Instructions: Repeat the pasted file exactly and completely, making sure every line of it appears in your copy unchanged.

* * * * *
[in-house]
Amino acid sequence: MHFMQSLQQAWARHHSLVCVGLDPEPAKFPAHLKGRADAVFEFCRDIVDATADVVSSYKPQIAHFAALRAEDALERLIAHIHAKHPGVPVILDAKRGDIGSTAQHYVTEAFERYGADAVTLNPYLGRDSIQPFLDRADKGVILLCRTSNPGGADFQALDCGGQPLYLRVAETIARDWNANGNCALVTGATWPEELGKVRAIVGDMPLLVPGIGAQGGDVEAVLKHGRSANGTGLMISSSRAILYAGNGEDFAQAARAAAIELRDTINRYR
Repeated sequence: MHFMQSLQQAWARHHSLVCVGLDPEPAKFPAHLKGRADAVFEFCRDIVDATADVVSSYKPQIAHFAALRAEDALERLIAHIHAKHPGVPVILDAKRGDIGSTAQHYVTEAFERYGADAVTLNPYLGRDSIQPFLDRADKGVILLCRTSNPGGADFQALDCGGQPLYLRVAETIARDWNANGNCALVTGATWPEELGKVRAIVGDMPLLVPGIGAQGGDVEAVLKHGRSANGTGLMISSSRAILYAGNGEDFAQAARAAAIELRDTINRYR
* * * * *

[in-house]
Amino acid sequence: MHFMQSLQQAWARHHSLVCVGLDPEPAKFPAHLKGRADAVFEFCRDIVDATADVVSSYKPQIAHFAALRAEDALERLIAHIHAKHPGVPVILDAKRGDIGSTAQHYVTEAFERYGADAVTLNPYLGRDSIQPFLDRADKGVILLCRTSNPGGADFQALDCGGQPLYLRVAETIARDWNANGNCALVTGATWPEELGKVRAIVGDMPLLVPGIGAQGGDVEAVLKHGRSANGTGLMISSSRAILYAGNGEDFAQAARAAAIELRDTINRYR
Repeated sequence: MHFMQSLQQAWARHHSLVCVGLDPEPAKFPAHLKGRADAVFEFCRDIVDATADVVSSYKPQIAHFAALRAEDALERLIAHIHAKHPGVPVILDAKRGDIGSTAQHYVTEAFERYGADAVTLNPYLGRDSIQPFLDRADKGVILLCRTSNPGGADFQALDCGGQPLYLRVAETIARDWNANGNCALVTGATWPEELGKVRAIVGDMPLLVPGIGAQGGDVEAVLKHGRSANGTGLMISSSRAILYAGNGEDFAQAARAAAIELRDTINRYR